Equal parts by weight of each of the resulting phosphor fractions were then incorporated into identical test devices. in preparing each of these devices, one grm of the phosphor was mixed with one gram of castor oil dielectric material and incorporated into an electroluminescent device having a total electrode spacing of microns. A six-micron-thick layer of separate dielectric material was also included between the device electrodes to inhibit any tendencies for electrical breakdown. Similar test devices were used in taking all of the curves shown in FIGS. 2 through 8. -As shown in the curves in FIG. 2, different operating characteristics as expressed in terms of log. brightness versus log. voltage were obtained for each test electroluminescent device. It should be noted that the abscissa values for these curves could be expressed in other units. As an exmple, applied field or log. applied field could be substituted for log. voltage on the abscissa and the ordinate brightness values could be plotted to other than a log. scale. It should thus be understood that While the performance curves as described hereinbefore are described in terms of brightness vs. voltage, this is merely a matter of convenience of expression since voltage and not field values are measured. The voltage values could readily be converted to electric field gradients and as a specific example, for the foregoing electroluminescent test device, an applied potential of 300 volts is equivalent to an applied field of 4 volts per micron.
In FIG. 3 are reproduced from FIG. 2 the operating characteristics for the devices incorporating the 3, 10, and 40 micron phosphor fractions, see the lower dashed curves. Also shown in FIG. 3 are the special predetermined device operating charcteristics (proportional to L: V and shown as a heavy solid line) which are desired to be obtained. Such operating characteristics are normally not readily obtainable with electroluminescent devices and the operating characteristics for such devices will normally approach the equation designated (III) hereinbefore, inasmuch as the separated fractions are comprised of particles which closely approach the indicated particle sizes. It has been found that predetermined relative amounts of preselected phosphor fractions can be mixed to produce a device having such desired special operating characteristics. The required relative quantities of each fraction can be determined mathematically, but it is much simpler to determine such relative quantities by an empirical (trial-and-error) method. Such an empirical procedure is graphically illustrated in FIG. 3. By way of further explanation, if the dashed curves for the indicated fractions are extended in their ordinate values so that the summation of brightnesses (shown as a dotted line) at least closely approach the predetermined desired curve, it is then possible to measure the ordinate differences between the extended continuous curves and the corersponding dashed curves. The relative ordinate differences determine the relative proportions of each phosphor fraction as are required to produce the special des red operating characteristics for a device incorporating such mixed fractions. As an example and as shown in FIG. 3, if 500 parts by weight of the 40-micron fraction, 830 parts by weight of the ZO-micron fraction, 9,000 parts by weight of the lO-micron fraction and 115,000 parts by weight of the S-micron fraction are mixed and incorporated into an electroluminescent device, the resulting operational curve of log. brightness versus log. applied volts, shown as a dotted line, will substantially correspond to a curve represented by the equation L V.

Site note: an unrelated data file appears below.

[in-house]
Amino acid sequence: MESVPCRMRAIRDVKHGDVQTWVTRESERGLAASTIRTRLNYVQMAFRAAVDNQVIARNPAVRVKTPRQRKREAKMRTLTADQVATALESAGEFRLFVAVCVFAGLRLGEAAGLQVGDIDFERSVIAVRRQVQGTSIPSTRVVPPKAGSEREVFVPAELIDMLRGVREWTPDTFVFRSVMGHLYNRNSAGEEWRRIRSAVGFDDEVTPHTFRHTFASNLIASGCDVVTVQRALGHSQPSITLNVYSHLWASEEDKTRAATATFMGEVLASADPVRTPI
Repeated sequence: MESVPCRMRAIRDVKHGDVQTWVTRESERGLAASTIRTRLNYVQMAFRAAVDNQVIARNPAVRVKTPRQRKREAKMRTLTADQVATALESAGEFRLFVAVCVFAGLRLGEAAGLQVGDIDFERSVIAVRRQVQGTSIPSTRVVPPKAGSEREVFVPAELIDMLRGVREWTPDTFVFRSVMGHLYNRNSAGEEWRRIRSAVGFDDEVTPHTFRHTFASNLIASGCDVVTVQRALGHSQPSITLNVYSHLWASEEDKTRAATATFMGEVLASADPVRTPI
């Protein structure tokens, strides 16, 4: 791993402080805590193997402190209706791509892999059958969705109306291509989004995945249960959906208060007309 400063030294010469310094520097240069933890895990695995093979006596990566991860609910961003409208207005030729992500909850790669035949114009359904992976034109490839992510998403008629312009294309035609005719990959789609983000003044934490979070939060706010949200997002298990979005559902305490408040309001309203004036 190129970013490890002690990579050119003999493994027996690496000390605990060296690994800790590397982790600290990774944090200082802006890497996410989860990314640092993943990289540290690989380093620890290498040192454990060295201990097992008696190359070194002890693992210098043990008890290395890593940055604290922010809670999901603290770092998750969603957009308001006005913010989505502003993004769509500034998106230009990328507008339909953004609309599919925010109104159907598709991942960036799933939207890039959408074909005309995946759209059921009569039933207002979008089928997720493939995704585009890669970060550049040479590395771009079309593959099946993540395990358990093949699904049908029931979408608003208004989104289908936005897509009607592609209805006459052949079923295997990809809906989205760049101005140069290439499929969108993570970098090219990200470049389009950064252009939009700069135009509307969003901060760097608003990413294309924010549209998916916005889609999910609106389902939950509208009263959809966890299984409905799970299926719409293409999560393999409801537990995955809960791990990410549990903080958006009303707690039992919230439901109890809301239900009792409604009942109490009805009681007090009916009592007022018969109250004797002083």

In *FIG. 4 are shown curves of brightness versus voltage wherein the voltage is expressed as the reciprocal of applied volts. The phosphor fractions as shown in these curves were the same fractions as are shown in FIG. 2, except that the curves for these fractions are straight lines because of the ordinate and abscissa scale; compare these curves with Equation II-I hereinbefore.
In FIG. 5 are shown the 3-micron, S-micron, lO-rnicron, 20-micron and SO-micron fractions corresponding to those shown in FIG. 4, but used in such relative quantities that a device incorporating these mixed fractions in the indicated amounts will operate with a predetermined characteristic which is represented by L V, shown as a heavy curve. The realized approximation of this curve is shown as a dotted curve. As previously noted, the required relative proportions of the mixed fractions are best determined by an empirical approach.